HOME & GARDEN
December 9, 2004
RE "Winter? To Natives It's Spring" [Dec. 2]: Orange County and Southern California enjoy a unique heritage of habitats, from coastal sage scrub to Mediterranean to oak woodlands to chaparral. The more opportunities there are to buy and grow these plants in our home gardens, the more we can understand the true beauty of California. Two local nurseries, Roger's Gardens and Armstrong, are expanding their selections of California native plants in response to gardeners' interests. They provide a great opportunity for local gardeners to get more information on how to landscape with and care for these plants.
May 9, 1993 |
Mother's Day, one of the busier holidays for growers and flower sellers, has an unlikely villain this year: the color bowl. The color bowl is a favorite Southern California Mother's Day gift. It's a mix of inexpensive flowers--petunias, marigolds, impatiens--packed tightly into a clay pot. In the past, color bowls sold for $16 or $17 each. Today, retailers are selling them for as little as $5.79. The price reflects a tug of war between retailers and growers over the popular gift.
CALIFORNIA | LOCAL
December 9, 2001 |
The natural beauty of Japan, Italy, England and France is now no farther away than Thousand Oaks. After 18 months of construction, the $7-million Gardens of the World will open its gates today. The 4.5-acre public garden includes flowers and plants from Europe, Asia and North America as well as a bandstand and a plaza reminiscent of the California missions.
December 11, 1996 |
In gardens across Southern California, a prickly ground cover, filled with Energizer Bunny-pink blooms, is suddenly everywhere. Thanks to a marketing blitzkrieg rarely seen in the gentle gardening industry, it's proliferating in patio pots, dangling from baskets, advancing over stretches along the freeways, charging up hillsides. The plant--a rosebush of utilitarian purpose and modest looks--goes by a trade name more befitting an indoor-outdoor rug.
CALIFORNIA | LOCAL
May 10, 1988 |
The Metropolitan Water District took the first step Monday toward reducing water for San Diego avocados, Orange County nurseries, Riverside-area orange groves and other crops if water shortages continue into next year. An important Metropolitan Water District of Southern California committee voted unanimously for a proposal giving the powerful water agency the authority to cut agricultural water in favor of maintaining supplies for residential and other urban customers.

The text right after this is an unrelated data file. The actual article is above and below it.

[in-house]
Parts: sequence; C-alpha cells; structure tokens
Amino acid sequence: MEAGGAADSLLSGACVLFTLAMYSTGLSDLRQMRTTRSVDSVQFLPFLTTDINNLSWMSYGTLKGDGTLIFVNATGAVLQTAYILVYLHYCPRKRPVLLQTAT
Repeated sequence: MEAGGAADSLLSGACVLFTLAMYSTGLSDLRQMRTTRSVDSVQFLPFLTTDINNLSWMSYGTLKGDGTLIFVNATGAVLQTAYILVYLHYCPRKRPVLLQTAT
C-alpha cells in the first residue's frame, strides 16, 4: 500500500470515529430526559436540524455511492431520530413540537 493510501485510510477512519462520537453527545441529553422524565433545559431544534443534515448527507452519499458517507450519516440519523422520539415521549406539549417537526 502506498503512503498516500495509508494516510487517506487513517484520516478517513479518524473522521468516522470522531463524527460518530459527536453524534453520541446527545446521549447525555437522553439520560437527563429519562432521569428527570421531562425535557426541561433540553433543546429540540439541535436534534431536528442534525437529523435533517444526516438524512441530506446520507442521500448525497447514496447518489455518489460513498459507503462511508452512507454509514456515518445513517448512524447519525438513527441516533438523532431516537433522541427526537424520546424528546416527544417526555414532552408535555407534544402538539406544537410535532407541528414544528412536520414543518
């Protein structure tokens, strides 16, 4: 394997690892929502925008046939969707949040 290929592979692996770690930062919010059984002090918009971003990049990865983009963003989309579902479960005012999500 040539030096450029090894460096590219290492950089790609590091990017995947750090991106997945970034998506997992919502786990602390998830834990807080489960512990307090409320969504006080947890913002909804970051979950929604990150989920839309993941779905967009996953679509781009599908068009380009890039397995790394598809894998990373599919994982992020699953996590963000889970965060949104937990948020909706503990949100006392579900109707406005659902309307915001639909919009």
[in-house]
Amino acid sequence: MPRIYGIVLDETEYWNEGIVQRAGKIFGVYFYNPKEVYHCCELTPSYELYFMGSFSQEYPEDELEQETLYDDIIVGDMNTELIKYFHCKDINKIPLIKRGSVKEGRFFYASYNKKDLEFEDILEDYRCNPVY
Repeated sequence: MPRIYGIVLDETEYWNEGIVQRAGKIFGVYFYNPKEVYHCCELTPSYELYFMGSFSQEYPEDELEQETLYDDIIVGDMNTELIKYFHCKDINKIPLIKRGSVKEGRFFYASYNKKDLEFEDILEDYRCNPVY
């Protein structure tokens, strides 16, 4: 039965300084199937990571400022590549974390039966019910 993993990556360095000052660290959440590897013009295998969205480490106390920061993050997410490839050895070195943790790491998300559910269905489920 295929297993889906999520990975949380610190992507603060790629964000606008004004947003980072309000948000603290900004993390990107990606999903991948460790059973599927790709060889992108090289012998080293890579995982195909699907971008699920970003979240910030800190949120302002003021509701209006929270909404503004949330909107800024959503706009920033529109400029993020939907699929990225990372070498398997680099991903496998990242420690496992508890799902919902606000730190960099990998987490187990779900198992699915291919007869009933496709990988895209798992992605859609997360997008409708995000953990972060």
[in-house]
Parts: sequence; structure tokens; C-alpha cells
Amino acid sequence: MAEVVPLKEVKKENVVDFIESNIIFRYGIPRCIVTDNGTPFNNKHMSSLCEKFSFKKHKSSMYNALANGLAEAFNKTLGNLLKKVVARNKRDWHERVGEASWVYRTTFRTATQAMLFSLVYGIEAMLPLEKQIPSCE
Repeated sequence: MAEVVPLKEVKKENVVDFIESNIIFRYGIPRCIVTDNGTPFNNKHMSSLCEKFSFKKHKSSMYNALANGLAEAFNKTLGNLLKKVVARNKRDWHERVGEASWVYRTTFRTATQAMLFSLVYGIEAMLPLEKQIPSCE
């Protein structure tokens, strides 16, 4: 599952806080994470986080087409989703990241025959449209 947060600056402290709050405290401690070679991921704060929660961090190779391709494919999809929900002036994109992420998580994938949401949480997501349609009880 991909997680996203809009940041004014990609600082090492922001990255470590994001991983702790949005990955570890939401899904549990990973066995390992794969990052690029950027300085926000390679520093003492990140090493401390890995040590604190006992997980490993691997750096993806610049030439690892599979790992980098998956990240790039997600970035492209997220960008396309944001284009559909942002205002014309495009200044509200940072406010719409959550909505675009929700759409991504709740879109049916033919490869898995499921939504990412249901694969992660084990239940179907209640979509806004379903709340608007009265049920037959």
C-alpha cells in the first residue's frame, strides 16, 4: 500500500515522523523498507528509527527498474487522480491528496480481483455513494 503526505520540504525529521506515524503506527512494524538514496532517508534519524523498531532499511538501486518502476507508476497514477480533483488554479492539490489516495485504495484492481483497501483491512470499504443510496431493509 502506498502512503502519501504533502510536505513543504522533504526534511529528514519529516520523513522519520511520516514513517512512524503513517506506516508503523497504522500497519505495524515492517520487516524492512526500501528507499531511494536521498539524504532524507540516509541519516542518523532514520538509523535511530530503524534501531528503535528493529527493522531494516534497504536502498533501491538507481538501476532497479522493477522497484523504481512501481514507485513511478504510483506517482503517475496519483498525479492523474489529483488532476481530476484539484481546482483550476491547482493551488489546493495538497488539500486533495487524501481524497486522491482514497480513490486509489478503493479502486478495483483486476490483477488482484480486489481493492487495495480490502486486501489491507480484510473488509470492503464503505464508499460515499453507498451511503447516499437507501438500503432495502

July 22, 1989 |
The shoppers trek to Leucadia from all over Southern California. As often as not, they bring grandmas, children, picnics and--of course--spades and a spare pot or three. Weidners' Begonia Gardens is not your typical neighborhood nursery. This weekend, Weidners' hosts its annual begonia festival, during which you can attend free lectures on everything from putting color in your garden to propagation tips. You also can dig up tuberous begonias for as little as $4.95 a plant.
March 3, 1989 |
Bonsai is not a hobby for everyone. The art of dwarfing and shaping trees in shallow pots requires a certain feel for each tree's possibilities, as well as an artistic appreciation of form and, most of all, patience. Practitioners of bonsai must water and tend to their plants daily, and it may take years for a plant to attain its optimum form and beauty. Bonsai trees cultivated by masters of the art will be on display from 10 a.m. to 5 p.m. Saturday and Sunday at Bowers Museum, 2002 N. Main St.
HOME & GARDEN
November 17, 1990 |
While working in a nursery, Phyllis Bernstein saw firsthand the problems and frustrations of gardeners who visited the store. "It's very common for someone to walk into a nursery, buy hundreds of dollars' worth of plants and never pick up a book on basic gardening," she said. "Then a few months later, they're back." As a "passionate gardener" and horticulturist, Bernstein tried to help customers choose the best plants for their yards but was often stymied by their lack of knowledge.
March 3, 1989 |
For hundreds of years, a gnarled California juniper struggled to survive on a wind-swept mountainside near Tehachapi. Snow and rain battered it during the winters, and parched, arid summers stunted its growth. Much of its twisted trunk had died, but a portion of the tree was still alive when Harry Hirao came along in 1974.
October 17, 2001 |
California's Rose Bowl may be known the world over, but its once proud rose-growing industry is fading from the landscape, pushed to the brink of extinction by soaring costs and intense competition from Ecuadorean and Colombian blooms. Even California supermarkets such as Ralphs, which once stocked local roses, are now touting the larger blooms and more unusual colors of South American imports. Signs at Ralphs urge customers to "Say It With Ecuadorean Flowers!"